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Old 01-02-2007, 06:28 PM   #1
Rain Duck
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Registered: Jan 2007
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file descriptors in Perl-----I need to use gpg's "--passphrase-fd n" option


Hi:

I would like to use gpg to encrypt something from the standard input
inside a perl program:
system( <<stuff>> | gpg -c -o $OutputFilename - )

This works fine interactively.

I also need to run this in a cron job. How can I read a password
from a file (yes, I understand there are security risks in doing
this)? gpg's help file tells me that I can use a "file descriptor n"
to do this:

--passphrase-fd n
Read the passphrase from file descriptor n. If you
use 0 for n, the passphrase will be read from stdin.
This can only be used if only one passphrase is
supplied. Don't use this option if you can avoid it.

I've seen this simple example:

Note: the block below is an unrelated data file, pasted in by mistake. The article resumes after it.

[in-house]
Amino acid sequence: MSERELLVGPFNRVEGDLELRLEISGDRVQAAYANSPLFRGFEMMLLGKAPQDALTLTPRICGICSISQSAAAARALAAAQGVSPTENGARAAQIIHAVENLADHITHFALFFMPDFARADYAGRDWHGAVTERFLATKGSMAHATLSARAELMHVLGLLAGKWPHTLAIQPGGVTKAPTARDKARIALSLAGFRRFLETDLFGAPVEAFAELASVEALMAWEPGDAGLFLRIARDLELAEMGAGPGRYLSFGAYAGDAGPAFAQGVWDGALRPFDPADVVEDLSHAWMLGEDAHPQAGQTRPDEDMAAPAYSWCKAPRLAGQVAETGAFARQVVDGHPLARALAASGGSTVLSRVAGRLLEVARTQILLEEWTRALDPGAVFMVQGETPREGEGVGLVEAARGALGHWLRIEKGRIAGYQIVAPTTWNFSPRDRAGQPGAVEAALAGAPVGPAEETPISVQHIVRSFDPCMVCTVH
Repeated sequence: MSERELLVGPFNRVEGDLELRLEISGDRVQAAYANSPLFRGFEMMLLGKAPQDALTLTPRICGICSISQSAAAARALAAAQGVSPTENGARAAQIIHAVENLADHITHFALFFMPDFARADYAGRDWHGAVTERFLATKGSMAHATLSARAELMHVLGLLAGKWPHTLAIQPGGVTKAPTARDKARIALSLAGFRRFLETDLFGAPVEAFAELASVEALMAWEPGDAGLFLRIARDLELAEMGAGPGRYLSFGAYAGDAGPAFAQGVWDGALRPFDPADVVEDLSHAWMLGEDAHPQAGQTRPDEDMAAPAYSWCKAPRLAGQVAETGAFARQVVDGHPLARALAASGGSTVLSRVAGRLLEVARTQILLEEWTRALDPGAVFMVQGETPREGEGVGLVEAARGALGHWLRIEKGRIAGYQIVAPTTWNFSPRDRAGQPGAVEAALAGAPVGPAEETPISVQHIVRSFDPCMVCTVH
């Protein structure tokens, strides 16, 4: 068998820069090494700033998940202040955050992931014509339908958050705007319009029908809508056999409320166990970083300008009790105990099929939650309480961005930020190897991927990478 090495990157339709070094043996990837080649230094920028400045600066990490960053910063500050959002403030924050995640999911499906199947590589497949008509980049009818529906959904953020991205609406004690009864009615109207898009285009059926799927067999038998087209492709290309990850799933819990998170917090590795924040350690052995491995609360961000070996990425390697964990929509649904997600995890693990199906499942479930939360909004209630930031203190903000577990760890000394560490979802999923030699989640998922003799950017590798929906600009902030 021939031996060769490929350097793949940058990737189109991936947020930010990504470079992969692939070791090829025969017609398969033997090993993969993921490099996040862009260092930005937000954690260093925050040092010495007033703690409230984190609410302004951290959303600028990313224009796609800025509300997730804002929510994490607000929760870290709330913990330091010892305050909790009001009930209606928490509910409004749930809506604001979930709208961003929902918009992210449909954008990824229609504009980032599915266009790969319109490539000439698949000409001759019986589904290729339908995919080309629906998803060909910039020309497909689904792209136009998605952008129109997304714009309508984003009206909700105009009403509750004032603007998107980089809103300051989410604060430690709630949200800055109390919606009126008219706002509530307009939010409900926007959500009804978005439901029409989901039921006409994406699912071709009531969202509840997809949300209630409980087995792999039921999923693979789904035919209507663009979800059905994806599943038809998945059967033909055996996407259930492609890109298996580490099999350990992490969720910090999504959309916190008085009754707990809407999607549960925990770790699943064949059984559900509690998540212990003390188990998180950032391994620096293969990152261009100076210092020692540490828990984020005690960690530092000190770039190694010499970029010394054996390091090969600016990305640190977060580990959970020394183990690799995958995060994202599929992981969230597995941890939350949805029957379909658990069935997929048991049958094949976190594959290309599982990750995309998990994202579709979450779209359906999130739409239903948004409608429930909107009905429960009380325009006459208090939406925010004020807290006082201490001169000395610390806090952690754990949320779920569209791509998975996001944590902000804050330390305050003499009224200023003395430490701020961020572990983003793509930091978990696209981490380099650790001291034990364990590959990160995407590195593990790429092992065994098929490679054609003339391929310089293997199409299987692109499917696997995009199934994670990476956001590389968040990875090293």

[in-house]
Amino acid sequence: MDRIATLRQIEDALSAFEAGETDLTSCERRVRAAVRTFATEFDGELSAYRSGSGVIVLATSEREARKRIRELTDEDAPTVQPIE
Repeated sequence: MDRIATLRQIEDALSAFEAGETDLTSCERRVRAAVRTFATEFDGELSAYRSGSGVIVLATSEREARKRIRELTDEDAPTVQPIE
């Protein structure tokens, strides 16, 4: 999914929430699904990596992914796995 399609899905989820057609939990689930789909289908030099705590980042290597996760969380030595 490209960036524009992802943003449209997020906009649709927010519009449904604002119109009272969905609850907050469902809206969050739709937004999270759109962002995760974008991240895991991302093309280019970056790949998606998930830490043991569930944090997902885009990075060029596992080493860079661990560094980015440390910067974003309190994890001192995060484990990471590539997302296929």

system( cat $HOME/.BadPassword | gpg -c -passphrase-fd 0 -o $OutputFilename - )


However, this will not work for me because my input comes from the
standard input. So it looks like I need to set up another file
descriptor (say, "3") for my password file:
system( <<stuff>> | gpg -c -passphrase-fd 3 -o $OutputFilename - )

How can I do this in perl?

Thanks for your help!

RD
 
Old 01-03-2007, 03:25 PM   #2
theNbomr
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How about something like the (untested) code fragment:

Code:
   my $password = SomeObfuscationFunction();
   open( ENCRYPTOR, "|gpg -c -o $OutputFilename -" ) || die "Cannot launch gpg : $!\n";